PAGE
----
Archive for the ‘corporate speak’ category

The ableism of “on the go”

January 19, 2017

What does “on the go” actually mean? Various online dictionaries, all of which seem to be plagiarising each other, say that the phrase has been around since 1843 with the meaning of “in constant motion”.

But we don’t say the moon is “on the go” around the sun. We don’t talk about Robert Fludd’s “on-the-go” machines. These days, “on the go” is a marketing phrase. And by that, I really mean a phrase that people use to tell us stories about ourselves, stories told with the intention of manipulating us.

Some people genuinely believe that products and devices marketed for use “on the go” really are used mainly by people in a hurry. I’ve heard stories about the early days of designing software for smartphones, where the assumption was that the user would be “on the go” (and indeed “out and about” and other such stock phrases denoting busy-busy-busyness), so they would use the phone for quick, simple things and save the complex stuff for “real” computers. As late as February 2015, a research paper about grocery shopping on mobile phones was entitled On the Go: How Mobile Shopping Affects Customer Purchase Behavior.

What’s the reality? Developers now understand what users have known for a long time: that someone accessing the internet via a tablet or smartphone is more likely to be slumped on their sofa or sitting in bed than “out and about”. Which means they want to use their device for the complex things too – maybe it’s the only internet-connected device they can afford, or maybe they spend most of the day in bed and a lighter device is easier to manage. Either way, their reasons for using a tablet or smartphone have bugger-all to do with being “on the go”. Did the researchers of the paper I cited above really believe that people doing a whole grocery shop on their smartphone are putting toilet roll in their online basket while physically dashing from place to place?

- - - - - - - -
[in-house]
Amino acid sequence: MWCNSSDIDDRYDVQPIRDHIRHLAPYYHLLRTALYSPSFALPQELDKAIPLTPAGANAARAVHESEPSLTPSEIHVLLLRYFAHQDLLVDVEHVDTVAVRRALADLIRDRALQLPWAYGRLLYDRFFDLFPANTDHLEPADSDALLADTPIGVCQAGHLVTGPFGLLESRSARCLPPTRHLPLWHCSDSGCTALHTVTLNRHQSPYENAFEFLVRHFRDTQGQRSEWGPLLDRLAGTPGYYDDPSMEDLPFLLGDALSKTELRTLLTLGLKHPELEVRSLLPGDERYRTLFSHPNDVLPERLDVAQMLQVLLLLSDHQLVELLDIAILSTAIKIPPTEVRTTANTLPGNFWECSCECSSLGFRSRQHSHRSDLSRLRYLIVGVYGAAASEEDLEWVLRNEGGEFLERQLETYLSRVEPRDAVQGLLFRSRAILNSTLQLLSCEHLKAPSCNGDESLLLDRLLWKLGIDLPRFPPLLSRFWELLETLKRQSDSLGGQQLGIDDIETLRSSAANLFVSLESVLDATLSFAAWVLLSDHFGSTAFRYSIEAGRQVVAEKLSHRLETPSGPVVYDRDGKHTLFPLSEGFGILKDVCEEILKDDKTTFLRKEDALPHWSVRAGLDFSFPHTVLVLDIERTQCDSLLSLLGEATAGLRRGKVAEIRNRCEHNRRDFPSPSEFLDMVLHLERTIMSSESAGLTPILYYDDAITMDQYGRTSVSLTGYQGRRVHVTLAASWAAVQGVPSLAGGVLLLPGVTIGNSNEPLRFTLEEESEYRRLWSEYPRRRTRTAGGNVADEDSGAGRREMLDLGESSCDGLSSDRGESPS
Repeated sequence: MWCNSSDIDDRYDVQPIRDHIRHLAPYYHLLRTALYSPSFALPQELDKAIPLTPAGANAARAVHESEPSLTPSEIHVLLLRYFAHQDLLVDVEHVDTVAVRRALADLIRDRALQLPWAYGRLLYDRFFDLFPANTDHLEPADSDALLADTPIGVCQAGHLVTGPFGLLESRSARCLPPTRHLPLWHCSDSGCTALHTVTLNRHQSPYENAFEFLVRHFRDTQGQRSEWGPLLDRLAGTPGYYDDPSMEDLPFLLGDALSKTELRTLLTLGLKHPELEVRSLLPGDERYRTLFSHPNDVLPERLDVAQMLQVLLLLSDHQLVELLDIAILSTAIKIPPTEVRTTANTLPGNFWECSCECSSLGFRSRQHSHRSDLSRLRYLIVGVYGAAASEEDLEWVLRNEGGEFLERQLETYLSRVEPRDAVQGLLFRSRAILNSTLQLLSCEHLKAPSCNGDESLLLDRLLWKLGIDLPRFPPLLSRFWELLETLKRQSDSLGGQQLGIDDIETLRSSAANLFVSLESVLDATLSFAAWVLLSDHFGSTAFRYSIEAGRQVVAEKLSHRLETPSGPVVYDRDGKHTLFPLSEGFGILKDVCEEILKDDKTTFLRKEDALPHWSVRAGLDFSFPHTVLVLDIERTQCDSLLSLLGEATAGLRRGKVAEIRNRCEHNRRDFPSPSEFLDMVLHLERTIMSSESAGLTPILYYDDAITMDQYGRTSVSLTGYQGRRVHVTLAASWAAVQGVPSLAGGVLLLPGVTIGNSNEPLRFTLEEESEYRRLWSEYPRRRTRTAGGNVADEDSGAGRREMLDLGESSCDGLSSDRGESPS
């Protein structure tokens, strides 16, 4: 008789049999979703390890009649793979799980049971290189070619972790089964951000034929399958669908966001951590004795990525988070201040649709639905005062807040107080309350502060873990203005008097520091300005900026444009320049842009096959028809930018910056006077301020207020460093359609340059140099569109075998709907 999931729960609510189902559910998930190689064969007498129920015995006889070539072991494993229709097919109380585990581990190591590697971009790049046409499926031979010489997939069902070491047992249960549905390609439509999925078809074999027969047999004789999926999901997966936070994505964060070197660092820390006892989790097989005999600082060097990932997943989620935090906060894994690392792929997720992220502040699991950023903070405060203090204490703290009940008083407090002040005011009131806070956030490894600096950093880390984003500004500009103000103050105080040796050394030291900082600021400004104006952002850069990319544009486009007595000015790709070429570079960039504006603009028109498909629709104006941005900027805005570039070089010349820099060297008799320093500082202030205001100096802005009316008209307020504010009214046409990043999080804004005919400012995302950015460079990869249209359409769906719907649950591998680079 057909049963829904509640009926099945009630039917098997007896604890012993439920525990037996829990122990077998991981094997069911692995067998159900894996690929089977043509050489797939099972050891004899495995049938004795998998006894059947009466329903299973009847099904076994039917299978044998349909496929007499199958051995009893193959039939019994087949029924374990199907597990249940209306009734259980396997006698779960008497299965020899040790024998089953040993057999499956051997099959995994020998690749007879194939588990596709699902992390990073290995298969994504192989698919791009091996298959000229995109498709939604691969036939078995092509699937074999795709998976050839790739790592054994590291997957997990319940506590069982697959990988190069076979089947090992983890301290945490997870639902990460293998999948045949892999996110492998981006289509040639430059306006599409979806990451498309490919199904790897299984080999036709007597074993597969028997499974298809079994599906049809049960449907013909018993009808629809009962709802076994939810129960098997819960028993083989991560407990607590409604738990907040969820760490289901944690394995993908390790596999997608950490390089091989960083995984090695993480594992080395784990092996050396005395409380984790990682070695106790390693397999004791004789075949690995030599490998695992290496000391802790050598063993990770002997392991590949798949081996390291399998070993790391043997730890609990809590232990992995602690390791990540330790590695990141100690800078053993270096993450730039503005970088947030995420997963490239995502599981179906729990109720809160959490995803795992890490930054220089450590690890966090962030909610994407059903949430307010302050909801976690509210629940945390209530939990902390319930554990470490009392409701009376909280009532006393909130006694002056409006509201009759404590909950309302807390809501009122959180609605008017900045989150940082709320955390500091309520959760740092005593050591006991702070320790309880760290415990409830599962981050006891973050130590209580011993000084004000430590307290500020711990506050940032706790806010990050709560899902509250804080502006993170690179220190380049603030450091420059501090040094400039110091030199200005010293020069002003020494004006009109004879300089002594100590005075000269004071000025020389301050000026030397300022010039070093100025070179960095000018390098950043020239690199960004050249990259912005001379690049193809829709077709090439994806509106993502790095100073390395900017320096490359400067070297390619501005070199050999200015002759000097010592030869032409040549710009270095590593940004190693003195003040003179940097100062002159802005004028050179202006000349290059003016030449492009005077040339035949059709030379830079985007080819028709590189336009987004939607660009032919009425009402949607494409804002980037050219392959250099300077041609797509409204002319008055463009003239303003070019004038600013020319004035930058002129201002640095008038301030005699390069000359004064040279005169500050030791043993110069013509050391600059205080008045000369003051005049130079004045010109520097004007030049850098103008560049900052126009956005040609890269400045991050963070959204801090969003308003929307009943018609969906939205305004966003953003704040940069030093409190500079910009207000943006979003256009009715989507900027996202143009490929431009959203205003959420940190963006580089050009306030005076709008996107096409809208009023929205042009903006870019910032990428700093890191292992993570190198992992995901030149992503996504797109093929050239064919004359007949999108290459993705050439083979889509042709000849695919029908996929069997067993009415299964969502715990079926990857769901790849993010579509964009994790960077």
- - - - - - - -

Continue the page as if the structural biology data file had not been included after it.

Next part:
It’s a similar thing with e-readers. They’re marketed for their portability, with the implication that otherwise you’d be throwing War and Peace in your bag before hiking the Machu Picchu trail or jumping on a train to Paris. But I do all my e-book reading at home. Other people tell me that they love e-readers because you can make the text bigger, or because you can hold one and turn the pages with the same hand while the other arm holds a baby or rests in a a sling.

Another example: snacks marketed as “on the go” because they don’t require preparation or cutlery. Are they mostly bought and consumed mid-jog? No, they’re mostly bought by people who don’t have access to a kitchen, or who never learned how to cook, or who are too disabled/depressed/tired to prepare food from scratch. The consumers of “on the go” snacks are probably doing just as much sofa-slumping as your average tablet user.

My point here: things marketed as “on-the-go” make life easier because they compensate for missing resources. Sometimes those resources are financial, which is why so many low-income people access the internet through phones and why insecurely housed people eat more convenience food than most. But a lot of the time those resources are about health and what we can broadly call “cognitive resource”: attention, energy, intelligence, knowledge.

But to talk about that would be to talk about poverty and arthritis and poor education and depression. It would be to talk about insecure housing and chronic fatigue syndrome and failing eyesight. So we reframe it all as being about the frantic pace of modern life. That’s why the marketing for TENA Lady pads explains that the typical buyer needs them because she’s “always on the go” and loves to “keep busy”.